For their part, some investors contend that the homes they purchase don’t put them in direct competition with first-time buyers. Invitation Homes, an investing and leasing company owned by Blackstone says that they typically funnel another 10 to 12 percent of the purchase price into renovations in order to make a property market-ready—an investment that most first-time home buyers wouldn’t be able to afford. Many investors also contend that compared to the number of homes that are bought and sold nationwide, their activity is just a drop in the bucket.

When looking at the big picture, that’s true. Nationwide, large institutional investors made up only 4.3 percent of the single-family home purchases in the market during 2014, according to RealtyTrac a real-estate data firm. And overall investment activity is dwindling as home values return to normal and there are fewer deals to be had. Dallas Tanner, the chief investment officer at Invitation Homes says that the group currently buys about $25 to $30 million a week of single-family properties, that’s down from their 2012-2013 peak when the group spent upward of $160 million each week.

But like all things in real estate, it’s also a matter of location. Lots of investor activity is concentrated in markets where homes are still available at reasonable enough prices that purchasers can turn a profit. According to a February 2015 report from RealtyTrac, “There were 35 zip codes nationwide where at least 50 single-family homes were purchased by institutional investors in the fourth quarter, with institutional investor purchases representing from 17 percent to 74 percent of all single-family home sales in those zip codes.” Places like: Atlanta, Phoenix, Las Vegas, and Memphis. Those are also places that first-time buyers have the best bet of stretching their dollar far enough to purchase a home. Herbert, of the JCHS, says that that in some places, developers may in fact be pushing out normal home buyers, “For certain property segments, they may be creating competition.”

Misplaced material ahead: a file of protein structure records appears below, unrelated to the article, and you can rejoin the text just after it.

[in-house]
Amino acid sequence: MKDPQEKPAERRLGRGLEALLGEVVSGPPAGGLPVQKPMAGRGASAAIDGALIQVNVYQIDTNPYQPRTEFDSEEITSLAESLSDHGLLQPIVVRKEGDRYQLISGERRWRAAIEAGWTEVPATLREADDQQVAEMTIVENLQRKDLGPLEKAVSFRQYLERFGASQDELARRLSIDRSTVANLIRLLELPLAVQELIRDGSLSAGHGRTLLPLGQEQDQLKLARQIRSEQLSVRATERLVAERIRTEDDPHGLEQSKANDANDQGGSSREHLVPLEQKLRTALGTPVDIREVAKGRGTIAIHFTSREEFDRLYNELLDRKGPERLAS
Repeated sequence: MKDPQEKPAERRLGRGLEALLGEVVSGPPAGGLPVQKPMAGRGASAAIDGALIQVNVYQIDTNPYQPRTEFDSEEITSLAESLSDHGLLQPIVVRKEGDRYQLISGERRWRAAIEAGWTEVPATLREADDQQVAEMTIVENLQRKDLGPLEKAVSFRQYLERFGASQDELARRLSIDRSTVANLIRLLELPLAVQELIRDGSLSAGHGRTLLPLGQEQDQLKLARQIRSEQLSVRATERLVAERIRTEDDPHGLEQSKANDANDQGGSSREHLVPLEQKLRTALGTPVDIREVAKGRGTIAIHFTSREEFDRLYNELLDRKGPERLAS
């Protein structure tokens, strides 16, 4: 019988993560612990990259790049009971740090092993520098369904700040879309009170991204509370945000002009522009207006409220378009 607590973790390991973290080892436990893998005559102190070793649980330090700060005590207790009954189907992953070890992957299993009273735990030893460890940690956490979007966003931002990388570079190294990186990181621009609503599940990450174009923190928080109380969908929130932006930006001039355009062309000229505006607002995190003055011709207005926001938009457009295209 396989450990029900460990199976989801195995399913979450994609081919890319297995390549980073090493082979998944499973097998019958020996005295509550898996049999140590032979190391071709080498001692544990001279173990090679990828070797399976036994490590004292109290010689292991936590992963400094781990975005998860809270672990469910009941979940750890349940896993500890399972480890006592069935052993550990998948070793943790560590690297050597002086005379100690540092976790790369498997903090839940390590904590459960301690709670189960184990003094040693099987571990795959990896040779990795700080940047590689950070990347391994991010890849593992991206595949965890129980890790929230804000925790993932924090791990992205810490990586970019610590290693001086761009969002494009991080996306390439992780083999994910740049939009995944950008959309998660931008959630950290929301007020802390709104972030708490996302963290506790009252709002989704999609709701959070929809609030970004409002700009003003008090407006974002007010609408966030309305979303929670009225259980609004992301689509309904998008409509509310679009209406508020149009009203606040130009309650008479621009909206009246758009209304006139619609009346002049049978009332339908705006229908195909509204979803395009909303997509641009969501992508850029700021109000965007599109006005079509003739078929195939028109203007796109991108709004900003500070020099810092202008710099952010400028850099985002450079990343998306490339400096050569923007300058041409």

Even as the higher end of the housing market does well (see recent evidence here, here, and here), any impediment on the lower end of the market isn’t helping these days. With developers not showing much interest in building starter homes, these institutional investors may be grabbing up homes that those who want to join the housing market – whether recent college graduates or those working lower-income jobs – would need to get their foot in the door.

So if Americans – from politicians to average citizens – want to push homeownership, are these institutional investors good for this in the long run?

Institutional buyers slow purchases in the Chicago region

Rising home prices in the Chicago area have slowed the purchases made by institutional investors:

But several housing markets, including Chicago’s, are considered prime places for institutional buyers to cash out if they choose, walking away with tidy profits, according to an analysis by RealtyTrac. These are the same investors that consumers have complained about because their own bids for distressed homes were beat out by the firms’ higher cash offers.

Institutional investors, defined as buyers who acquired 10 or more homes during a year, spent an average of $161,252 to acquire a home here, and that home now has an average market value of $210,126, according to RealtyTrac. That’s a gain of 30 percent. Meanwhile, the S&P/Case-Shiller home price index puts the Chicago area’s home price gain between January 2012 and this past September at 22 percent.

That rise in prices certainly has tempered large investors’ appetite to increase their holdings. In Cook County, for instance, affiliates of Blackstone Group, which operates its homes under the Invitation Homes name, acquired close to 150 homes in 2013. This year, they bought fewer than 20, according to property transfers filed with the Cook County recorder.